Are there any exhibits with which you have developed a more personal relationship?

I like variety in life and in art. Even something that is distasteful to someone forms part of this variety. As such, at least ideologically, it would be odd for there to be something that I like more than the rest. What I can tell you is that, these days, I feel close to the ancient kores. The artist took a piece of marble and, from this formless block, created a masterpiece of incredible technical skill, perhaps of perfection – especially if one thinks of the tools that he had in his hands. And then you come along today and gaze at it, and the most enthralling thing to do is to follow the artists’ process, to think, in other words, of how he created it. What moved him to make something so beautiful, to hone the curves, the subtle differentiations and the imperceptible movement. That’s when you feel the fourth dimension of life, that you can communicate, even if only rudimentarily, with a soul that lived 2,500 years ago.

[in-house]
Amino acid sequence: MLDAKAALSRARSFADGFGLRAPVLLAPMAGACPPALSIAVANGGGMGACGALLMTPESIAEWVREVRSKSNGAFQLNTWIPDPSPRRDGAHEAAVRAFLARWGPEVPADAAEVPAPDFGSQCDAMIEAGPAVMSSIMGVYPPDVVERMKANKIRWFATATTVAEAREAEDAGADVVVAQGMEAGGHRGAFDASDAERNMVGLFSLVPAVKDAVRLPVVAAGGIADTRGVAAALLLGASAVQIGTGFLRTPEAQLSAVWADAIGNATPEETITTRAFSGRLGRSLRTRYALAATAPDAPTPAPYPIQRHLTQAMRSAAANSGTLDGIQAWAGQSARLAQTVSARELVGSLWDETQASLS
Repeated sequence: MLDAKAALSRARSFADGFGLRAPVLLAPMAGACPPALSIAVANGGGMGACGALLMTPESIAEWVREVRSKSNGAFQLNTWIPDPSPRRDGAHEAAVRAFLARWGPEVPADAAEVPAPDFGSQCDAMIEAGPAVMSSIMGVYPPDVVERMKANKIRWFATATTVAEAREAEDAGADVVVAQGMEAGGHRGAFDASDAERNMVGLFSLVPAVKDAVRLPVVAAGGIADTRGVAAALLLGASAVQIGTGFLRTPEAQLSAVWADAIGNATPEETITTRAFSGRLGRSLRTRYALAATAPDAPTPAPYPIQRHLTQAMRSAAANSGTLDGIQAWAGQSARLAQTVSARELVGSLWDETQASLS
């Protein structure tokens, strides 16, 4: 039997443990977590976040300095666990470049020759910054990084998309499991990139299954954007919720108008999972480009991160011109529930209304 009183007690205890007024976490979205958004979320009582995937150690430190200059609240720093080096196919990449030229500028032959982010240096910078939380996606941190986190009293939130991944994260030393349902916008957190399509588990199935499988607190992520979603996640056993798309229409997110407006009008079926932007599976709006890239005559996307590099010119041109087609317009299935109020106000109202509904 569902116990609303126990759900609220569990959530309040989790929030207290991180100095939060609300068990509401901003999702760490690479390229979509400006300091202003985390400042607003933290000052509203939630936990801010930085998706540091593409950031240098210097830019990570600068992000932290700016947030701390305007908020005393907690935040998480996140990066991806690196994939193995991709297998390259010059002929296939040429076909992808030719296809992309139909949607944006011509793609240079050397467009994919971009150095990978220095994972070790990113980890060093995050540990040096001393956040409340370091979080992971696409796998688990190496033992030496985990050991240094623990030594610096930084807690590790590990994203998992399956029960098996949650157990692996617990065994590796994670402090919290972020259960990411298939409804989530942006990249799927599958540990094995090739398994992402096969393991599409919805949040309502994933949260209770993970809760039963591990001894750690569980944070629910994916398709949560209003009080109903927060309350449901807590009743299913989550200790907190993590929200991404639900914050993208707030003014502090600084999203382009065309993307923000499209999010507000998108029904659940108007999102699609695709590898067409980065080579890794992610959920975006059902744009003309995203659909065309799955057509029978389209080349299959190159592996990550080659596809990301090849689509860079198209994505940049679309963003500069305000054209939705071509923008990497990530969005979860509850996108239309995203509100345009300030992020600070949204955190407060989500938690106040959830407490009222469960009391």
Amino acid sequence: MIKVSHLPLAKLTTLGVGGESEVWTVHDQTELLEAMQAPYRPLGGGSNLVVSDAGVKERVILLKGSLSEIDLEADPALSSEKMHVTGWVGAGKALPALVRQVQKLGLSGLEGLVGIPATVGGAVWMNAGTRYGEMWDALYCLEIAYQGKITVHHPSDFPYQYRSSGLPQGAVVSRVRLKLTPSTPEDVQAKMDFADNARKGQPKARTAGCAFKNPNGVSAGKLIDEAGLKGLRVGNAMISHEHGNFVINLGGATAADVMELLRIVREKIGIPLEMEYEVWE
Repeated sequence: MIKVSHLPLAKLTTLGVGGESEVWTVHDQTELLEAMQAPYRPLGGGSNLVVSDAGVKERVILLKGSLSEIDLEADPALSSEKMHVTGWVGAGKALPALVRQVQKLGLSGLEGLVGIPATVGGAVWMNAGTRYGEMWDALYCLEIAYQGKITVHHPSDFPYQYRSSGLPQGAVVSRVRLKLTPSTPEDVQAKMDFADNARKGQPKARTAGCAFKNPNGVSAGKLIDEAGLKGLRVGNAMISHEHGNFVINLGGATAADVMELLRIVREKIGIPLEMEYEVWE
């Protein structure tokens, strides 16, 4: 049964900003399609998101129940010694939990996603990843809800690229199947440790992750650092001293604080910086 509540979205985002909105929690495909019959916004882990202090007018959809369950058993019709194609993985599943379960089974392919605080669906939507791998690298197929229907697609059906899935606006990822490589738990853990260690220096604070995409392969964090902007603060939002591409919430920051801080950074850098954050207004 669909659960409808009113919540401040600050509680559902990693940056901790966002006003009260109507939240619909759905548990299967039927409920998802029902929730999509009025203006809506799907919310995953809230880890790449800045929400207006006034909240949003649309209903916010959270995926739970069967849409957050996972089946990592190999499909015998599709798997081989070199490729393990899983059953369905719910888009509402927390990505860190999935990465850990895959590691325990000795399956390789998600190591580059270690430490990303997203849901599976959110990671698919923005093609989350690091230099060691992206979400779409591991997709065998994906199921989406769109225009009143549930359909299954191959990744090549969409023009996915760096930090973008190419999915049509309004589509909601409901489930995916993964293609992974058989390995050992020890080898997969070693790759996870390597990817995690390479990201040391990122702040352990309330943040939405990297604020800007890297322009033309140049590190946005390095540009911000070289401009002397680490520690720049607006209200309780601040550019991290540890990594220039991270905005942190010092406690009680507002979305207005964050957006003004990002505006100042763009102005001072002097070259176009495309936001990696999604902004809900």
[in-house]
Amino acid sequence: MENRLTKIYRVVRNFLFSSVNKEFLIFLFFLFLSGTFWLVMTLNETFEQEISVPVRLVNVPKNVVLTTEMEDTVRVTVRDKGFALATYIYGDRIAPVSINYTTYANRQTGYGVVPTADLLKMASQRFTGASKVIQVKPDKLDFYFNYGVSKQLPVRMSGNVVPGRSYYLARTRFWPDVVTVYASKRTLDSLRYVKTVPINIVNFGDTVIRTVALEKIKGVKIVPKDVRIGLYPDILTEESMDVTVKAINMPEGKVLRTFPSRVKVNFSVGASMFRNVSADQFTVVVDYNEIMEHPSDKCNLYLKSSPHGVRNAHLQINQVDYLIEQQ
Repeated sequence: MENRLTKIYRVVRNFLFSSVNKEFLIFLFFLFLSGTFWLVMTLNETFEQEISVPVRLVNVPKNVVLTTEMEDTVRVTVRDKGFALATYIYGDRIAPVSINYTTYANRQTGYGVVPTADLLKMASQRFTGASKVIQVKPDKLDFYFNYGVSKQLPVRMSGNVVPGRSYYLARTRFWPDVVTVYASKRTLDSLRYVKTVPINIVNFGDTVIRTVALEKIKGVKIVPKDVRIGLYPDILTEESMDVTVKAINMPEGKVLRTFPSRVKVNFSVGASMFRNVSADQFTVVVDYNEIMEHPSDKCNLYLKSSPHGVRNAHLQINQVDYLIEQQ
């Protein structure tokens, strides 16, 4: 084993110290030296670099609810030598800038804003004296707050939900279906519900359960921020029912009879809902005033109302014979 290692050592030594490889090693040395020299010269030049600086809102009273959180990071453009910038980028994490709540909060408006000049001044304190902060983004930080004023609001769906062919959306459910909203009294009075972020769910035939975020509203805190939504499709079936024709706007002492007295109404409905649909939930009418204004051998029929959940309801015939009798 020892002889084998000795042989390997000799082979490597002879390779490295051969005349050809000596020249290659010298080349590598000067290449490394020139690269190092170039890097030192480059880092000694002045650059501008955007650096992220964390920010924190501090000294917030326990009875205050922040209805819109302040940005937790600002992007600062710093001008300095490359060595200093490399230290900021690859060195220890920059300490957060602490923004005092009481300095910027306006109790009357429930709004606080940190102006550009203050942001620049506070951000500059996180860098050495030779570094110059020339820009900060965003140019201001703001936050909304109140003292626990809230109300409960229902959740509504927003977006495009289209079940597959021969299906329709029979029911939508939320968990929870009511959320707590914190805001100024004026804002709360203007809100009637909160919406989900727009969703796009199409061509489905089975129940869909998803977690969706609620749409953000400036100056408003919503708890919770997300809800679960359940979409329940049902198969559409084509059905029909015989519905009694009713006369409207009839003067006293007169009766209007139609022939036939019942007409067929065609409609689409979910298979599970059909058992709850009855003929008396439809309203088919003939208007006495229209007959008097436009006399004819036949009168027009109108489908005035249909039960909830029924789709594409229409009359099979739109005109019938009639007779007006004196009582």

Is the museum evolving?

Of course. It is the museum’s duty to research and to disseminate to the public the results of its scientific research. For example, there has been in recent years intense interest in the colors of the ancient statues. We have a very rich collection of artworks from antiquity that have many traces of color. We’re acquiring equipment that can decode the ancient colors so we can understand how the ancients perceived them and selected them. We can then choose certain works and create both physical replicas and digital reconstructions. The result is another work entirely. The world as we know it is changing!